Brushless DC Drivers and Controllers
Proudly Designed and Manufactured in Anaheim, CA, USA!

Huge selection of enclosed open frame and board mountable styles.

Input voltages ranging from 6 to 50VDC or 85 to 265VAC

Peak power up to 2,000 Watts and peak current up to 100 Amps

Large local stock base, low prices, friendly technical support, and fast shipping

Custom solutions available upon request - Contact our engineers today!




  • Peak Current: 15, 10, 30, 60, or 100A
  • Max Power: 150-2000W
  • Made in the USA!
Starting At
$77
  • Peak Current: 3A
  • Max Power: 36 or 48W
  • Made in the USA!
Starting At
$29
  • Peak Current: 10, 30, or 60A
  • Max Power: 75 - 360W
  • Made in the USA!
Starting At
$107
  • Peak Current: 10A
  • Max Power: 250W
  • Made in the USA!
Starting At
$92
  • Peak Current: 5, 8, 15, or 30A
  • Max Power: 50-1500W
  • Made in the USA!
Starting At
$129
  • Peak Current: 7.5 or 3A
  • Max Power: 300 or 1000W
  • Made in the USA!
Starting At
$373

BLDC controllers are used in a wide variety of industries and applications including, but not limited to:
  • Appliances
  • Wheel Encoders
  • Ice tray and dust box position sensing
  • Door and Lid open/close detection
  • Low water indicator
  • Motor current monitoring and
  • AC input current detection
  • Automotive (High-temperature and in-cabin)
  • Lighting
  • Wiper systems
  • Airbag deployment systems
  • Brake systems
  • Displays and infotainment
  • Seat belt systems
  • Cosure systems
  • LED Lighting and Displays
  • Billboards
  • Backlighting (cameras, mobile phones, laptop PCs, etc.)
  • Illumination and signals
  • Office Automation
  • Printers
  • Fax machines
  • Shredders

Frequently Asked Questions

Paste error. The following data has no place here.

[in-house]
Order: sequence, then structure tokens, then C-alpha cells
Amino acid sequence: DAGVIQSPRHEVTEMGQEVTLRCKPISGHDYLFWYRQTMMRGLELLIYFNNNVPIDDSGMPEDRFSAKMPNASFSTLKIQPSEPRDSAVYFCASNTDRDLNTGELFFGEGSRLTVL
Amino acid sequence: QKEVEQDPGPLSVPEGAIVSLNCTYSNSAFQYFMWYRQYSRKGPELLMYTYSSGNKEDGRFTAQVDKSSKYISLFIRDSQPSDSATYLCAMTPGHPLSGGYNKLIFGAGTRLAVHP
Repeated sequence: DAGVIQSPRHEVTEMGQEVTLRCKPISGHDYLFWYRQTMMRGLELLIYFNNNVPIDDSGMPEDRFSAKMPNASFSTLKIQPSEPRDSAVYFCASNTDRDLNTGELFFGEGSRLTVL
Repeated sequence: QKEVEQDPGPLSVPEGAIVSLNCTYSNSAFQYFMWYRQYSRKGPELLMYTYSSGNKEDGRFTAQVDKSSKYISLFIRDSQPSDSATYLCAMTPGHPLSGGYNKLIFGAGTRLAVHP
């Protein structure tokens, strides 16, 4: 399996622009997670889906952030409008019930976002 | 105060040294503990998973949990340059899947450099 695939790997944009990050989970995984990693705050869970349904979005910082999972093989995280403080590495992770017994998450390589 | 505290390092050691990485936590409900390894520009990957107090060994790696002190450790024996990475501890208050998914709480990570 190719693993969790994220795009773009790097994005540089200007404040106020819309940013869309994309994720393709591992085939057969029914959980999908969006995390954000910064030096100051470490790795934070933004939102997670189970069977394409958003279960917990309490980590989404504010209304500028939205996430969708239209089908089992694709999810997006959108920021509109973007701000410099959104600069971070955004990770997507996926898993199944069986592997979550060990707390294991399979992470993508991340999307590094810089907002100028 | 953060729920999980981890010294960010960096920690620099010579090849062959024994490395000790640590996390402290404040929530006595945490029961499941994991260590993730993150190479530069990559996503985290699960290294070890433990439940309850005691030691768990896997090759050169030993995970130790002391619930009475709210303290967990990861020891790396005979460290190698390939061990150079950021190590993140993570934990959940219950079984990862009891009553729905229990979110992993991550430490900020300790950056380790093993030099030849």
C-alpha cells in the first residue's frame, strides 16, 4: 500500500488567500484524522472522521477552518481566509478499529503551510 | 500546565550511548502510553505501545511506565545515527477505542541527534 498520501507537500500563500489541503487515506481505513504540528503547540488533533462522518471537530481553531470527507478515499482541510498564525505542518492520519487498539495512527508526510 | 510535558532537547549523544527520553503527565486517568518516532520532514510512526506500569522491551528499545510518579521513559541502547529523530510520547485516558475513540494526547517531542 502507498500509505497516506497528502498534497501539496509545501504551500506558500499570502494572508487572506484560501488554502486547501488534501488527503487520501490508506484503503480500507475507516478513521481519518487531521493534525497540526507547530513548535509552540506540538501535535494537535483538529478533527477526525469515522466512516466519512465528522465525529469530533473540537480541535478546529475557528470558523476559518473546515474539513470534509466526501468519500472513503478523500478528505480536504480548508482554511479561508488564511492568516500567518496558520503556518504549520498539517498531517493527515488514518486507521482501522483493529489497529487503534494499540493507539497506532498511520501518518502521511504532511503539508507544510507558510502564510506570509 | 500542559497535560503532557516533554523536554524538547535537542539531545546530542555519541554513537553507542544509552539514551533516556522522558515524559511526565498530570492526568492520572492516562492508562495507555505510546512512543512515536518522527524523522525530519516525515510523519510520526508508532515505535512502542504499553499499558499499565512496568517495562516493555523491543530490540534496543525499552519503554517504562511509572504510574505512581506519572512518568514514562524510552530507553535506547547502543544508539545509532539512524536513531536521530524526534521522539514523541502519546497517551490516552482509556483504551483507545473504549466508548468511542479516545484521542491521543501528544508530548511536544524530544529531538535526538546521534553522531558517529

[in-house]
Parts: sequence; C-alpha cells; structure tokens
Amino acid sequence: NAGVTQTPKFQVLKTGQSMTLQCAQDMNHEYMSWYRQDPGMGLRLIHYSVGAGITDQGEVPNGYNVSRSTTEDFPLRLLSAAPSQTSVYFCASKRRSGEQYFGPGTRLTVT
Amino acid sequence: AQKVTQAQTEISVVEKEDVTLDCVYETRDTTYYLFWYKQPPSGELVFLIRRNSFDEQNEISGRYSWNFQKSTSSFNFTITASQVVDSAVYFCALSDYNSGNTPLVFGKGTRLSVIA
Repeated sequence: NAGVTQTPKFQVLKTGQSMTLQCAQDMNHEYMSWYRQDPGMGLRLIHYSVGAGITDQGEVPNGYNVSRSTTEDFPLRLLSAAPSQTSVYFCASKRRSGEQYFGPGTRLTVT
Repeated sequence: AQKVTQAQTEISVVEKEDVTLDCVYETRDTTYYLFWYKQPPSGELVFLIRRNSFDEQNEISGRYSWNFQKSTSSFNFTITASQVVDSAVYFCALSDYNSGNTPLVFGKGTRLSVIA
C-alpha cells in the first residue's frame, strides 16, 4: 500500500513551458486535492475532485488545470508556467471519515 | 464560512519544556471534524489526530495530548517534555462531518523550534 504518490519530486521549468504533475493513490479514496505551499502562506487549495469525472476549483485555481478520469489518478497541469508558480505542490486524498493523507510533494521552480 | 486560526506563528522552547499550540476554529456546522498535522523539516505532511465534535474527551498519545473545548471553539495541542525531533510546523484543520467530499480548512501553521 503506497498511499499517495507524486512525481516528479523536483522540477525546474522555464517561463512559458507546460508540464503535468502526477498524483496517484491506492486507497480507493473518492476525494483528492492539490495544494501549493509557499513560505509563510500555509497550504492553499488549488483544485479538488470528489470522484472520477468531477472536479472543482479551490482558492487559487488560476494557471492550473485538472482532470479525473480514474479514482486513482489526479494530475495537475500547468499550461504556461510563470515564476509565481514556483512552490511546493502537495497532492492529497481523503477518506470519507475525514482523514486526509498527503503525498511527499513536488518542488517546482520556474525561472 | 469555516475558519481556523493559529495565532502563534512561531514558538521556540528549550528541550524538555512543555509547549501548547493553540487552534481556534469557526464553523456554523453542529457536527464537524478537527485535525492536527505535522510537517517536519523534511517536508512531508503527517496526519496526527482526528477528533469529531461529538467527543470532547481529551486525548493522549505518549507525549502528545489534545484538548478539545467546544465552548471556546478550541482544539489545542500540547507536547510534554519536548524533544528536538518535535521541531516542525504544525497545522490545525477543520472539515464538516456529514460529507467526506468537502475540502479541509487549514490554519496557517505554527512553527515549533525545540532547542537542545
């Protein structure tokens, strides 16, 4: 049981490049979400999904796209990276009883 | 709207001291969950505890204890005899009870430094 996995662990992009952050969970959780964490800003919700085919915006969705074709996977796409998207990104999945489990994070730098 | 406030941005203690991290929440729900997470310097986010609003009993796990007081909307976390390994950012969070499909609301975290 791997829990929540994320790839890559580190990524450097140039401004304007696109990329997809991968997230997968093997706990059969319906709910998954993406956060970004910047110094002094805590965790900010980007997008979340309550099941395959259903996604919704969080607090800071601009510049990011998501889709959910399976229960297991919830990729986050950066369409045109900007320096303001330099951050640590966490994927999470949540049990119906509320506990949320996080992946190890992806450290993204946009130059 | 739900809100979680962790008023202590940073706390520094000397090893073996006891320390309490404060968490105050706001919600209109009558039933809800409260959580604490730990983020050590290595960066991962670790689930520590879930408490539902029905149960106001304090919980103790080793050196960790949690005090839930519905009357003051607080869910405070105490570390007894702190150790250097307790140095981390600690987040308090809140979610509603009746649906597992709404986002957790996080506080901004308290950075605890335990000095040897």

Brushless DC controllers - also known as BLDC drivers, speed drivers, and electronic speed controls (ESC) - are devices used to run, or "control," a brushless motor. The main purpose of a brushless controller is to "drive" the brushless motor at a speed where a signal is taken which represents that demanded speed.

Essentially, the controller directs the rotation of the motor. In order for the controller to do so, it must be able to detect the location/position of the rotor. In some cases, encoders of Hell effect sensors are used to measure the rotor position directly. Another approach is to measure the back EMF, in which case Hall sensors are unnecessary. These BLDC controllers are known as "sensorless" drivers.

If the speed of the BLDC motor is measured, that is considered a "feedback" speed controller, also called a "closed-loop" speed controller. If the speed is not measured, it is considered an "open-loop" speed controller. A feedback controller is more complicated than an open-loop controller, but is more powerful and efficient.

There are a number of types of BLDC controllers which are suited for a range of different applications, but most BLDC motor products require brushless DC controllers or BLDC drivers to operate.

With brushless DC controllers, either a Hall Effect Sensor or the back EMF (Electromotive Force) is used to run the motor. The Hall Effect uses three Hall sensors within the motor to help detect the position of the rotor. This method is primarily used ins speed detection, positioning, current sensing, and proximity switching. The magnetic field changes in response to the transducer, which varies its input voltage. A feedback is created by directly returning a voltage since the sensor operates as an analog transducer.

The distance between the Hall plate and a known magnetic field can be determined by a group of sensors (in this case, three) and the relative position of the magnet can be deduced.